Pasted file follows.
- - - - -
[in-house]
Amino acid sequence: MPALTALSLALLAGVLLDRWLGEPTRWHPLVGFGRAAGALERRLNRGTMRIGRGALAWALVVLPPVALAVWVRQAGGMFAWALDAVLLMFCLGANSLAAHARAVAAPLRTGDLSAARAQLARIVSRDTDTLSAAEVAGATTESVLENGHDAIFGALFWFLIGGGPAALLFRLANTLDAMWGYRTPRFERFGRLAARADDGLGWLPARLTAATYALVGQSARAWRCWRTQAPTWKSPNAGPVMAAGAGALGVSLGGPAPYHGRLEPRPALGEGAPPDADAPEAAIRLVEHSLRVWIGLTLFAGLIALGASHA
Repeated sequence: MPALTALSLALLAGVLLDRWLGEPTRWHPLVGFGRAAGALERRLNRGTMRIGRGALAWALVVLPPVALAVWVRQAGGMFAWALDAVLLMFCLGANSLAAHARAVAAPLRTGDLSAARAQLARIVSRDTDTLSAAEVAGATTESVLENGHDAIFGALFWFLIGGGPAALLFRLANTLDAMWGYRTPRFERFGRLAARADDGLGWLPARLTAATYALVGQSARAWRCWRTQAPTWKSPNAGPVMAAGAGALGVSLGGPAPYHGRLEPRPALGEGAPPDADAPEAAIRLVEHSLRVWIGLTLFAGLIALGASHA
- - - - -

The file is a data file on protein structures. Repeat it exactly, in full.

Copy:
[in-house]
Amino acid sequence: MPALTALSLALLAGVLLDRWLGEPTRWHPLVGFGRAAGALERRLNRGTMRIGRGALAWALVVLPPVALAVWVRQAGGMFAWALDAVLLMFCLGANSLAAHARAVAAPLRTGDLSAARAQLARIVSRDTDTLSAAEVAGATTESVLENGHDAIFGALFWFLIGGGPAALLFRLANTLDAMWGYRTPRFERFGRLAARADDGLGWLPARLTAATYALVGQSARAWRCWRTQAPTWKSPNAGPVMAAGAGALGVSLGGPAPYHGRLEPRPALGEGAPPDADAPEAAIRLVEHSLRVWIGLTLFAGLIALGASHA
Repeated sequence: MPALTALSLALLAGVLLDRWLGEPTRWHPLVGFGRAAGALERRLNRGTMRIGRGALAWALVVLPPVALAVWVRQAGGMFAWALDAVLLMFCLGANSLAAHARAVAAPLRTGDLSAARAQLARIVSRDTDTLSAAEVAGATTESVLENGHDAIFGALFWFLIGGGPAALLFRLANTLDAMWGYRTPRFERFGRLAARADDGLGWLPARLTAATYALVGQSARAWRCWRTQAPTWKSPNAGPVMAAGAGALGVSLGGPAPYHGRLEPRPALGEGAPPDADAPEAAIRLVEHSLRVWIGLTLFAGLIALGASHA